In Afghanistan, decades of conflict and natural disasters have resulted in high levels of displacement. Rising insecurity is likely to aggravate the situation in the future. Internally displaced persons (IDPs), returnees and other vulnerable people are among the most suffering people in Afghan society and have limited opportunities to improve their situation. They are mostly suffering from food deficit, food crisis or food emergency situation. They remain in vulnerable situation without external assistance to meet their food assistance, hygiene, nutrition, as well as longer-term support (access to land, education, health care).
What We Do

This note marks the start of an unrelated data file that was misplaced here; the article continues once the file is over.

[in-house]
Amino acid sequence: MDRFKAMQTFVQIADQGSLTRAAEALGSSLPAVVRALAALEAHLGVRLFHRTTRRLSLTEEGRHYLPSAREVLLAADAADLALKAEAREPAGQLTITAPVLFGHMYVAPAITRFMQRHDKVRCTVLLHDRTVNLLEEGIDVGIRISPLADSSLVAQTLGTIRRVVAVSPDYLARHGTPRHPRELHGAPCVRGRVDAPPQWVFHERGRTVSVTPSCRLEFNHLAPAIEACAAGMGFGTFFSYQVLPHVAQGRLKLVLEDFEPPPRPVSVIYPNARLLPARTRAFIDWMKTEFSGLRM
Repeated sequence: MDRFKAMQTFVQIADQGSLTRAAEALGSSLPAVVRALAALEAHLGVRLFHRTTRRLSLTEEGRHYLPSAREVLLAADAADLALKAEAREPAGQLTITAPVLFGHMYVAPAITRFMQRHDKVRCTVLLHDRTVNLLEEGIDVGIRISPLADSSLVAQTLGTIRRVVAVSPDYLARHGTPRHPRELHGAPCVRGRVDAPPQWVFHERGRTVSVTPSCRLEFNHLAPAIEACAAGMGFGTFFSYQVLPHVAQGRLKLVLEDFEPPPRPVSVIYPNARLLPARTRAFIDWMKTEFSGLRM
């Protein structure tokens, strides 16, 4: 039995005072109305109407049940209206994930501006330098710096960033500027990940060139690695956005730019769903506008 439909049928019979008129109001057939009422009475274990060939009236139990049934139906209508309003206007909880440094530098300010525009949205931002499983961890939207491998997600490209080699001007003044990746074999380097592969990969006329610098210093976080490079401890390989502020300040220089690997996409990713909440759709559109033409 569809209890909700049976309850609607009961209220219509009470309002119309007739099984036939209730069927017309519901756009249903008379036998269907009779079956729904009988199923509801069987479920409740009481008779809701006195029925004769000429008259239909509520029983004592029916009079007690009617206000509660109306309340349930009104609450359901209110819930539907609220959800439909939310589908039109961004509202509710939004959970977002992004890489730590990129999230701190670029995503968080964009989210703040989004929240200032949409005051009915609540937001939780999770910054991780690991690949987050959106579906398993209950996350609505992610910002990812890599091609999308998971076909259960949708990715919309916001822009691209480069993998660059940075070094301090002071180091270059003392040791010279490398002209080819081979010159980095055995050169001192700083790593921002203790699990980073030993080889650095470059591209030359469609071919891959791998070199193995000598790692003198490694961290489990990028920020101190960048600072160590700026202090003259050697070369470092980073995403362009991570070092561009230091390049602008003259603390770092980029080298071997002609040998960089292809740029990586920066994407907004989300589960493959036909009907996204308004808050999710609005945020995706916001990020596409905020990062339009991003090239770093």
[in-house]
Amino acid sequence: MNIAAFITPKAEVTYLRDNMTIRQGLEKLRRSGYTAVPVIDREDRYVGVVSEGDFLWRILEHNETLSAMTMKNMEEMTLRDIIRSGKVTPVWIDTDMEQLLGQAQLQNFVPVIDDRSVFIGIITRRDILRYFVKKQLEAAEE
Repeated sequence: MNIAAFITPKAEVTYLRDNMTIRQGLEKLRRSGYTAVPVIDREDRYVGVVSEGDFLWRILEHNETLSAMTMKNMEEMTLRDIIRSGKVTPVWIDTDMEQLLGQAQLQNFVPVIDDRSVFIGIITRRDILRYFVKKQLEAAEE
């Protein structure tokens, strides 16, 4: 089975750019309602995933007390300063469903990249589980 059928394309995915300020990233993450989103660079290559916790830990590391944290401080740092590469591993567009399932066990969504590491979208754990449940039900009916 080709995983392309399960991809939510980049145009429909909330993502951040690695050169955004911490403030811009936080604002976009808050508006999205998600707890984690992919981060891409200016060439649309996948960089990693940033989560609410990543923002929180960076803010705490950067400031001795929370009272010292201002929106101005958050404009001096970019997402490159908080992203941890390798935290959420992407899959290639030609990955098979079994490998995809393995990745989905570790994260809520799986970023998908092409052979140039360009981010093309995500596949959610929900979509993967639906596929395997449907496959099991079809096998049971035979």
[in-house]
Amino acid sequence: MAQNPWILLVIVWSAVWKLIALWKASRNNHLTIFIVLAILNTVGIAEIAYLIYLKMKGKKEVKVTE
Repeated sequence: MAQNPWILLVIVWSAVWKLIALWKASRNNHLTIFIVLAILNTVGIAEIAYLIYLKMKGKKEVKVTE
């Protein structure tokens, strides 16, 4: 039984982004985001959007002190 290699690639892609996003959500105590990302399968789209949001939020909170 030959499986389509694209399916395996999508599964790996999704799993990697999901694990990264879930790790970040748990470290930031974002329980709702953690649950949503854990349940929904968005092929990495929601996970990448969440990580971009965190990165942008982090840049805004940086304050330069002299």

Save the Children’s food security and livelihoods programme focuses on food security assistance to the families affected by emergencies as well as providing economic opportunities and promoting community development in rural areas. Save the Children targets internally displaced populations and returnee families with emergency food security support and help with the re-establishment of livelihoods. This means cash transfers to support families survive the winters without increasing their debts or selling assets. We also assist families in informal settlements by providing access to clean water for domestic and agricultural use as well as trainings on income generation. We are also building on the gains made with these projects to secure longer-term solutions for families chronically vulnerable to food insecurity. Projects will for example diversify families’ income sources or facilitate the participation of women in economic activities. In addition, we have been developing integrated interventions to complement other activities, such as education, child protection and nutrition in Afghanistan. With increased income, families can afford to send their children to school. By providing awareness sessions on hygiene, health and child protection, alongside cash transfers, families and communities are better able to respond to the needs of children and use increased income to benefit their children.